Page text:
Ignoring a simple solution

There’s no such thing as a “normal” day in Vancouver’s drug scene, but last Sunday must have broken all records for abnormality. In that one day, there were 16 potentially lethal overdoses — at least those that made it into the official record. In one hour alone, there were six. The drug involved? It was a pink concoction of heroin, mixed with fentanyl.

There’s no such thing as a “normal” day in Vancouver’s drug scene, but last Sunday must have broken all records for abnormality. In that one day, there were 16 potentially lethal overdoses — at least those that made it into the official record. In one hour alone, there were six.

The drug involved? It was a pink concoction of heroin, mixed with fentanyl.

Fentanyl is deadly — it’s a painkiller hundreds of times more powerful than heroin and 80 times more powerful than Oxycontin, which is sold on the streets in fake form as green pills that contain fentanyl.

You can buy them in Red Deer, if you know the right (wrong) people. And we know that at least six people in Red Deer have been killed by fentanyl — or their drug dealer, depending on how you look at things.

The line between getting high on fentanyl and being dead on fentanyl is extremely narrow. But it is cheap for drug cartels to buy in bulk overseas, easy to mix with other substances, and to press into pills and distribute.

An overdose is easy to spot and easy to treat, if someone calls for help in time. A drug called Naloxone, sold as Narcan, can be injected and within minutes it binds to the gateway cells in the brain than take in opiates, blocking opiates from having any effect.

In the case of a fentanyl overdose, blocking the effect means the drug user continues to breathe and continues to have a heartbeat. Pretty simple.

The federal government continues to oppose at every opportunity community efforts to reduce the harm of drug addiction and to save the lives of people who have overdosed. Right up to the Supreme Court, which ruled unanimously that Vancouver’s safe injection program, Insite, must be afforded exemption from drug enforcement laws in order to operate.

As a result, although people do overdose on their illegal drugs at Insite, thus far, none of them has died from it. That’s a pretty amazing accomplishment.

Canada, it seems, is one of the top countries in the world for opiate abuse. And with the arrival of fentanyl in bulk on our shores over the past couple of years, B.C. has experienced overdose deaths at a rate of about two deaths every three days. In Alberta, the overdose rate in 2014 was reported at roughly one every three days.

An overdose from fentanyl is easily treated with Narcan at a harm reduction site.

Many would think these deaths are among street-level addicts. As if that makes it easy for us to look the other way. The experts who follow this are quick to point out that this is not the real picture.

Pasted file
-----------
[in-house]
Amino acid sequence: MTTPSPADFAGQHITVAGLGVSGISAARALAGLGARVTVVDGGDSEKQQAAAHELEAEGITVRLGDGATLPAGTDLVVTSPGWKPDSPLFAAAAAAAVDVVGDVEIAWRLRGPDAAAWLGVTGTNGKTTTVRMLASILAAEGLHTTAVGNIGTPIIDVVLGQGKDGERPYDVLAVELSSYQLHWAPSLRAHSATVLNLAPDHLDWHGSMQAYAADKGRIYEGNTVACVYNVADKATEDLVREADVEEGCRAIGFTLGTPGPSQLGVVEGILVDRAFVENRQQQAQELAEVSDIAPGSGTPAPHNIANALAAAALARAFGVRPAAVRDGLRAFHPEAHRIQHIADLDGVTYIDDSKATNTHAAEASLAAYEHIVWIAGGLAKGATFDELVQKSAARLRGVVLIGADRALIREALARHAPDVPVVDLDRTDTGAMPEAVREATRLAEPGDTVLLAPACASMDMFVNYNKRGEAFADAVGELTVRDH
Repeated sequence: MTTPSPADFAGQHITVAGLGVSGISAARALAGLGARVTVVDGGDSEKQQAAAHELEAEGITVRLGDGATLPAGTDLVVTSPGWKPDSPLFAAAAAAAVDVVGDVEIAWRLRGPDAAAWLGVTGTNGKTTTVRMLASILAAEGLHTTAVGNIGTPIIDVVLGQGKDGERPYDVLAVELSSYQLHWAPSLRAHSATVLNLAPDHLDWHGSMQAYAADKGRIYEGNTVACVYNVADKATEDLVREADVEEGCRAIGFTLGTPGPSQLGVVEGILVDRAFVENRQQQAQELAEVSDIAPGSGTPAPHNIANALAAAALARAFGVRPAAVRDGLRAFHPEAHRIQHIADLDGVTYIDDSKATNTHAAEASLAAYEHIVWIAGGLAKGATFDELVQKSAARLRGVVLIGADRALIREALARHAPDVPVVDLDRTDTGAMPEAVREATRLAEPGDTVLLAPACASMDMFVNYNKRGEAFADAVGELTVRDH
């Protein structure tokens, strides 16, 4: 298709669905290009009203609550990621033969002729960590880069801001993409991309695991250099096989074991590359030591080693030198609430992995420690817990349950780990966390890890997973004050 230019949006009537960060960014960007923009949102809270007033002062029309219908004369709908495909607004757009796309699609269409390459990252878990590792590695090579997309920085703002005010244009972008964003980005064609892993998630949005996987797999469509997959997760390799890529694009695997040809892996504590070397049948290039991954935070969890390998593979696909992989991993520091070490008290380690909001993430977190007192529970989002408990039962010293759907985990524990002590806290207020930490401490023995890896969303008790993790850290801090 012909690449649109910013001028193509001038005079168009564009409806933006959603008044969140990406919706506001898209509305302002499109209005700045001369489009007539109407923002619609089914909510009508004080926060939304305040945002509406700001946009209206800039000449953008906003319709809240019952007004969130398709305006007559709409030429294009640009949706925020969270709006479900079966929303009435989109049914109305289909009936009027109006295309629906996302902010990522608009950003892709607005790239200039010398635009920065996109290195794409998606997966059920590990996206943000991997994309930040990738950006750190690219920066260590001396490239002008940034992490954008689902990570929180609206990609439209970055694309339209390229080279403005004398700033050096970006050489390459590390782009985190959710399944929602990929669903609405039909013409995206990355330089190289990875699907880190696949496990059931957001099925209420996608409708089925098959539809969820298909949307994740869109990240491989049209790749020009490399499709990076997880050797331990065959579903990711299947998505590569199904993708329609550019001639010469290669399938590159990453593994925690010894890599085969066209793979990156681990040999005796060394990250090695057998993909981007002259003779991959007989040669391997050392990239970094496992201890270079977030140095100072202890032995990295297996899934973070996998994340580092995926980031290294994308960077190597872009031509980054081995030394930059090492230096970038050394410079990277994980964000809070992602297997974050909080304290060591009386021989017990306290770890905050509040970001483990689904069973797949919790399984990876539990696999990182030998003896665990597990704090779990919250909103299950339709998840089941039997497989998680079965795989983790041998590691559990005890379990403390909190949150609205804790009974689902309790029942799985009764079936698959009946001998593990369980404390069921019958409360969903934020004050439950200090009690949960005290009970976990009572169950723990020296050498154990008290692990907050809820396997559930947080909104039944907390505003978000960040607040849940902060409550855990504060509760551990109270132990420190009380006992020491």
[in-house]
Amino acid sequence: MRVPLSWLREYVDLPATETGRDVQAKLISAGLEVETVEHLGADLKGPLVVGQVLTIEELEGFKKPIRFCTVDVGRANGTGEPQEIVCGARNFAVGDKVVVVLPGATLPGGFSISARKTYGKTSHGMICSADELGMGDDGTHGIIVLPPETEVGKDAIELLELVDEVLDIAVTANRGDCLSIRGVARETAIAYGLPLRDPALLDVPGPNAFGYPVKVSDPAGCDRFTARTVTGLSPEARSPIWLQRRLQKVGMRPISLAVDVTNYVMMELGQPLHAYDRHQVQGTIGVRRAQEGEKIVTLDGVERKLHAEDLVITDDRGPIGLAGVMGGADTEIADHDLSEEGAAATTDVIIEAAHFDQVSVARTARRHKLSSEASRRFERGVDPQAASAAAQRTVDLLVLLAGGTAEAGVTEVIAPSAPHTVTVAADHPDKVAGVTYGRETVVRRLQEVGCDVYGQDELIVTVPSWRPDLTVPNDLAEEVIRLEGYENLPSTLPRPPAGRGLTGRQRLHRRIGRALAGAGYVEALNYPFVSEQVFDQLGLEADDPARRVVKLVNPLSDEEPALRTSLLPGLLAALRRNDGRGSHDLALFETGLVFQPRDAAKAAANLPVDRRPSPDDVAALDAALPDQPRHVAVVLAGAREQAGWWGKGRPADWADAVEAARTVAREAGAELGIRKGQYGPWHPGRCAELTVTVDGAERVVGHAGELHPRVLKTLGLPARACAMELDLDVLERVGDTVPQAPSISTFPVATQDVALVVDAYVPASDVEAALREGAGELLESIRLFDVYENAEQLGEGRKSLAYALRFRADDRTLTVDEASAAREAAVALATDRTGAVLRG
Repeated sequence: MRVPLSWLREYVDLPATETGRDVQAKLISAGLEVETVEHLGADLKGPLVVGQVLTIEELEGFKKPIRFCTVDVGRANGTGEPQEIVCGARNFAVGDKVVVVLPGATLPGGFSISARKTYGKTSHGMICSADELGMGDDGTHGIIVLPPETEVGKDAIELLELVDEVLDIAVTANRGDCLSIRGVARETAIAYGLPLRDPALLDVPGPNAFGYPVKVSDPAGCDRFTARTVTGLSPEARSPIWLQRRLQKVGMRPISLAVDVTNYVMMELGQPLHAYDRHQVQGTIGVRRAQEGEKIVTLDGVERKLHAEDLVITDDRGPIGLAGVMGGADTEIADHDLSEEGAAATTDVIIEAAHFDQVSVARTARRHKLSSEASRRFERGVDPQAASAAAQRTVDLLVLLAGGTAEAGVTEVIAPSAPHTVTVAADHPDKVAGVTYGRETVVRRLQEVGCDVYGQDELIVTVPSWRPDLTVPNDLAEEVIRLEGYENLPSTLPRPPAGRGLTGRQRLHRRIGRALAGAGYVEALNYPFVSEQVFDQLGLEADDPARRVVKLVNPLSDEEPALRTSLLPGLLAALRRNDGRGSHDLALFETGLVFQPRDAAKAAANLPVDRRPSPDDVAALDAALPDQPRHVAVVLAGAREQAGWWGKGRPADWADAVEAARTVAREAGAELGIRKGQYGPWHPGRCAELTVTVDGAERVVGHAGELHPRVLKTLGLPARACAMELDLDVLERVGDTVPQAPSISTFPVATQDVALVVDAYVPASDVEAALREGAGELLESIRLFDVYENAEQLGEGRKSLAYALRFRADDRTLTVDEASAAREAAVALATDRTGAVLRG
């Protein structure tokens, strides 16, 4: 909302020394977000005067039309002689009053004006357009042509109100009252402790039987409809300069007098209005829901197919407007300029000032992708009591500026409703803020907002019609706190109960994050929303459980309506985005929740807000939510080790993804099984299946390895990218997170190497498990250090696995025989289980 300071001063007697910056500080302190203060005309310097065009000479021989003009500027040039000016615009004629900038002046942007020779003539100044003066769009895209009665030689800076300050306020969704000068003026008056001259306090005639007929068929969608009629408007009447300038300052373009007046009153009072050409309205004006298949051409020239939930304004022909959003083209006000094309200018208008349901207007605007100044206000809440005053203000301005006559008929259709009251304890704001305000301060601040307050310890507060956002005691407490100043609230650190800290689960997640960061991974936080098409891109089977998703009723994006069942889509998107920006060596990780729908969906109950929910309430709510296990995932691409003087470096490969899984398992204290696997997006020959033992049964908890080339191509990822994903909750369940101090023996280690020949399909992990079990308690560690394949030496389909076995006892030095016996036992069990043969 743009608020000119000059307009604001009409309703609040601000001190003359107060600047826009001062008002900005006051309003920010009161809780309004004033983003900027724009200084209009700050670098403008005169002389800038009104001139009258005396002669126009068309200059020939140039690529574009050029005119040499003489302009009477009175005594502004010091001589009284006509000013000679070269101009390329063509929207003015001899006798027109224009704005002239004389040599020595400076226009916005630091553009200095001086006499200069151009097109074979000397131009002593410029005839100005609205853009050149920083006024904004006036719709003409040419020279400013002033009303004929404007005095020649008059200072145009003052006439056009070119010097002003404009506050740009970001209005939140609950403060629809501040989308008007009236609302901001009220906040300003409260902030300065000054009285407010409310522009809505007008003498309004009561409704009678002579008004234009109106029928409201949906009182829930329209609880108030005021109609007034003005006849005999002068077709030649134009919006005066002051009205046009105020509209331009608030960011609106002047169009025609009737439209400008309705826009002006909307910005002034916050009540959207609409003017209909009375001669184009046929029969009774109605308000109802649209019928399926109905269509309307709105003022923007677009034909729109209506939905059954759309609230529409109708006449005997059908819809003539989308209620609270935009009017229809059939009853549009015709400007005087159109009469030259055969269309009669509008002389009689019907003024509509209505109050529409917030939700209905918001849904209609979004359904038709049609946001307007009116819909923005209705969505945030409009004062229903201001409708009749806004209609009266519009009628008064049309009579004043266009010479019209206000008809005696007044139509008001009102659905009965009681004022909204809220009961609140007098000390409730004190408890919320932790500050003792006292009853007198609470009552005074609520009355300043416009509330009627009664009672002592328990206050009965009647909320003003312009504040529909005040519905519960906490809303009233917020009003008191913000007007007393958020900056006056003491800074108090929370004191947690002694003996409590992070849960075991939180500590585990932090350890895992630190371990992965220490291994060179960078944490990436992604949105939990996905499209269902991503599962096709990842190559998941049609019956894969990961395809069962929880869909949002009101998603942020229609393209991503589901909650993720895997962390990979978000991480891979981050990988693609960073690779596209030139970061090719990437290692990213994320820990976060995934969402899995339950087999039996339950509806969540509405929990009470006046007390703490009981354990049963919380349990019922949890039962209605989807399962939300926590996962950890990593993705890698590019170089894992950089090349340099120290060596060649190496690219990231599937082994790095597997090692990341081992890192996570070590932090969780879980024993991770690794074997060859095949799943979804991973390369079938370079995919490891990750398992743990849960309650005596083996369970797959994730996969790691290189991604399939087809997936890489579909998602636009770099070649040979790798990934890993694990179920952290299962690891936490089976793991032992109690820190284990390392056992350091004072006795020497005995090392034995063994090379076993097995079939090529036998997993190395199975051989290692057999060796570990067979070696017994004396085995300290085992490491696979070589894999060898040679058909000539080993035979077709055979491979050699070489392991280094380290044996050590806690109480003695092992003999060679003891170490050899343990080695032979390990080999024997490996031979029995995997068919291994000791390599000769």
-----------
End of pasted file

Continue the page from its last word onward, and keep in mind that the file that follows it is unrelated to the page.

Regular middle class teens, well rounded kids with a great future, go to a party and are given a green pill they believe is Oxycontin. Jack Bodie, 17, died from that mistake.

Amelia and Hardy Leighton, caring parents of a two-year-old, thought they’d inhale a recreational drug one evening. Not a good couple activity; it was fentanyl, and they died.

Some 11,600 tabs of fentanyl were reported seized in a police raid in Calgary earlier this year. You can safely bet a portion of them were bound for sale in Red Deer. Forty tabs were seized in Lacombe not too long ago. Each one could be a potential death.

The staff at Insite in Vancouver describe it this way. Fentanyl is bought as a bulk powder by drug gangs, and mixed down with other stuff in a bathtub and the appropriate green or red dye is added. It is then pressed into pills and sold.

Each pill is like a chocolate chip cookie. Some cookies have lots of chocolate (fentanyl) chips in them, some have just a few. Pick the wrong cookie and you die.

Jennifer Vanderschaege, executive director of the AIDS network in Red Deer, said in an interview earlier this year that a big barrier to people reporting a friend’s overdose is fear of exposure, and fear of legal reprisal. This is highly illegal activity we’re talking about here, after all.

She’d like to see a law in the books like a Good Samaritan law, where people could call authorities and save a friend’s life without having to fear exposure or reprisal.

Adrienne Smith of Pivot Legal Services in Vancouver would like to see the complete repeal of Bill C-2, the federal Respect for Communities Act.

The Supreme Court unanimously decided that Insite saves lives and should therefore get its legal exemption to operate.

The feds came out with Bill C-2 and said, basically: Sure, we’ll give you your exemption, but you have to reapply for it every year, and every year anyone in the community and in law enforcement can come out and speak against it during a rigorous review process.

Insite still operates precariously under Bill C-2, but the review process bar is so high, it’s highly unlikely any other city could get a life-saving site like Insite. This, during a poisonous fentanyl crisis that kills people across the country every day.

Even in the unlikely event the Conservatives are defeated in the Oct. 19 election, a new federal health minister cannot issue another licence for a safe injection site, until Bill C-2 is repealed. The legal process just prohibits doing that.

Probably, some time or other in this long election campaign, someone will bring this to greater public attention. Saving lives should matter, during an election.

Neiman is a retired Advocate editor. See his blog at readersadvocate.blogspot.ca or email greg.neiman.blog@gmail.com.

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